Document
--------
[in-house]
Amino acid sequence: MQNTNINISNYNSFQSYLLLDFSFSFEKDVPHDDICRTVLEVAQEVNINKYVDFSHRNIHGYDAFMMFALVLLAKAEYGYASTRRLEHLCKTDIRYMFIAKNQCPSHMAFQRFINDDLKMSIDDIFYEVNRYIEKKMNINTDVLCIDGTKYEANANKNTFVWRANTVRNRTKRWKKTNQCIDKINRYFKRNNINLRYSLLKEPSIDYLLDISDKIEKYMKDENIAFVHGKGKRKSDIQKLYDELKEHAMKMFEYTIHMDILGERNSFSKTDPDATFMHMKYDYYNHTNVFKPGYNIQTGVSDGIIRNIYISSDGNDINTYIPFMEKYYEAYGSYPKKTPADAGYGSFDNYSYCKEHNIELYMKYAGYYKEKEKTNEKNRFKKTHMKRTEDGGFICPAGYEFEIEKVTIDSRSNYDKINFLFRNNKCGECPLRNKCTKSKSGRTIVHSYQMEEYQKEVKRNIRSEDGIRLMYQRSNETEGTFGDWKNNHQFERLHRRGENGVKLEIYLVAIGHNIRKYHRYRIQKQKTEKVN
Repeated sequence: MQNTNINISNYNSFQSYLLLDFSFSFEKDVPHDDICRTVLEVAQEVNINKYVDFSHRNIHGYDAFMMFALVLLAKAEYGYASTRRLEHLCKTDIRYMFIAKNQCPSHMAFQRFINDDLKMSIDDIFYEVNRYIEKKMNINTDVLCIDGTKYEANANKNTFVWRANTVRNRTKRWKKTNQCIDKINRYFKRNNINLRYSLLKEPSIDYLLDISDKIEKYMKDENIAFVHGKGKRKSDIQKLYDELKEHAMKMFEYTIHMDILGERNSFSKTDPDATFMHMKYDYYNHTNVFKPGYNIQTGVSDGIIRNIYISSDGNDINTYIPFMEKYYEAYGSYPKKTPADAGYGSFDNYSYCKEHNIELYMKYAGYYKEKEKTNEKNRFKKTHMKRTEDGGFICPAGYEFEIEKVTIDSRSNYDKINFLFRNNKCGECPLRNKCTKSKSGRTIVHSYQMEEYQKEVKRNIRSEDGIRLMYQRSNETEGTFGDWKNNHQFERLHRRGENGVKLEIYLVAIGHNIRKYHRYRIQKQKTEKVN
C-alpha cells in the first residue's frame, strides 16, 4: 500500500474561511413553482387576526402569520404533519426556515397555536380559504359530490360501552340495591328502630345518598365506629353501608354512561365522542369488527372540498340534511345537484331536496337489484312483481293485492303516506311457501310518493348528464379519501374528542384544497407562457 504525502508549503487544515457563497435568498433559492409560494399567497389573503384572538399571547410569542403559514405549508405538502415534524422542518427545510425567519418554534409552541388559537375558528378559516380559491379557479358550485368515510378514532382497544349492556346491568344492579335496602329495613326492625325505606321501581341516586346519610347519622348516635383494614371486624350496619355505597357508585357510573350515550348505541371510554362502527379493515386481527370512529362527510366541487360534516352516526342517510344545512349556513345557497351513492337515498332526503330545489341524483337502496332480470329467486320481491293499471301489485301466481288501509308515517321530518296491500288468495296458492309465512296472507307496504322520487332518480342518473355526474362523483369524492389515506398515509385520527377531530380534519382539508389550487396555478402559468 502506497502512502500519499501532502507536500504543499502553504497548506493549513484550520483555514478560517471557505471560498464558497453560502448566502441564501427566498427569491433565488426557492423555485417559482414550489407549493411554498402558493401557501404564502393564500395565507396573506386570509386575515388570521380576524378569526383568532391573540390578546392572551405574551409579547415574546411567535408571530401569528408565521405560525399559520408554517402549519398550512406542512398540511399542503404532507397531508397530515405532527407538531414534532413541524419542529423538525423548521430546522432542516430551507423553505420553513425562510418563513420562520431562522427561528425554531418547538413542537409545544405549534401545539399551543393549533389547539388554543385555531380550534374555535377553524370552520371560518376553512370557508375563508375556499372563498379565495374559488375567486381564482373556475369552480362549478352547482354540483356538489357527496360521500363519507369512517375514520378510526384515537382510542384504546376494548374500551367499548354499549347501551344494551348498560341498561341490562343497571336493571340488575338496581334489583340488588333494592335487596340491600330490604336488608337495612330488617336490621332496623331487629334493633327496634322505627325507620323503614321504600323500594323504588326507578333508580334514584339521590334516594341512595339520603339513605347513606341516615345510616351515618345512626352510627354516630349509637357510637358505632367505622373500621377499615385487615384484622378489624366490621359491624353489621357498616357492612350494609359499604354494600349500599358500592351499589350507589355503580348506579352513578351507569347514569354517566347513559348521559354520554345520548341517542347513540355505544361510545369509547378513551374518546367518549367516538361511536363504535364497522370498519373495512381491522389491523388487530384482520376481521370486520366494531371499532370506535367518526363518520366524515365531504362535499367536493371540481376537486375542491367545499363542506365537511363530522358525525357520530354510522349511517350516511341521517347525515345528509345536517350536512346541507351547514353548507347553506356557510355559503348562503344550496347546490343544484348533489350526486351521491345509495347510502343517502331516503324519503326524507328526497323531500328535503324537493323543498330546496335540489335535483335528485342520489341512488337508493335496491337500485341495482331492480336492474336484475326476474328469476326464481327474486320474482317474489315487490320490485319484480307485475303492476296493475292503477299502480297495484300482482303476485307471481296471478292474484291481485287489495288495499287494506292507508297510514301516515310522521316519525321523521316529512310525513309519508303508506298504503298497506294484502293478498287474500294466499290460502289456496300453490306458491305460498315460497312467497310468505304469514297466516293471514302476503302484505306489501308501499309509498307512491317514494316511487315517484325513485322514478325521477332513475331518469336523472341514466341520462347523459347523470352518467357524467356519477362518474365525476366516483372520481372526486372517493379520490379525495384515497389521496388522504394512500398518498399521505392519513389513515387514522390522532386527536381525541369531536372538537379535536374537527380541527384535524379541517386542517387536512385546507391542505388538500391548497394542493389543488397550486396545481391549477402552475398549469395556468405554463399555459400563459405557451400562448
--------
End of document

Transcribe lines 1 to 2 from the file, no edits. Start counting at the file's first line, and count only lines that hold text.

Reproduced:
[in-house]
Amino acid sequence: MQNTNINISNYNSFQSYLLLDFSFSFEKDVPHDDICRTVLEVAQEVNINKYVDFSHRNIHGYDAFMMFALVLLAKAEYGYASTRRLEHLCKTDIRYMFIAKNQCPSHMAFQRFINDDLKMSIDDIFYEVNRYIEKKMNINTDVLCIDGTKYEANANKNTFVWRANTVRNRTKRWKKTNQCIDKINRYFKRNNINLRYSLLKEPSIDYLLDISDKIEKYMKDENIAFVHGKGKRKSDIQKLYDELKEHAMKMFEYTIHMDILGERNSFSKTDPDATFMHMKYDYYNHTNVFKPGYNIQTGVSDGIIRNIYISSDGNDINTYIPFMEKYYEAYGSYPKKTPADAGYGSFDNYSYCKEHNIELYMKYAGYYKEKEKTNEKNRFKKTHMKRTEDGGFICPAGYEFEIEKVTIDSRSNYDKINFLFRNNKCGECPLRNKCTKSKSGRTIVHSYQMEEYQKEVKRNIRSEDGIRLMYQRSNETEGTFGDWKNNHQFERLHRRGENGVKLEIYLVAIGHNIRKYHRYRIQKQKTEKVN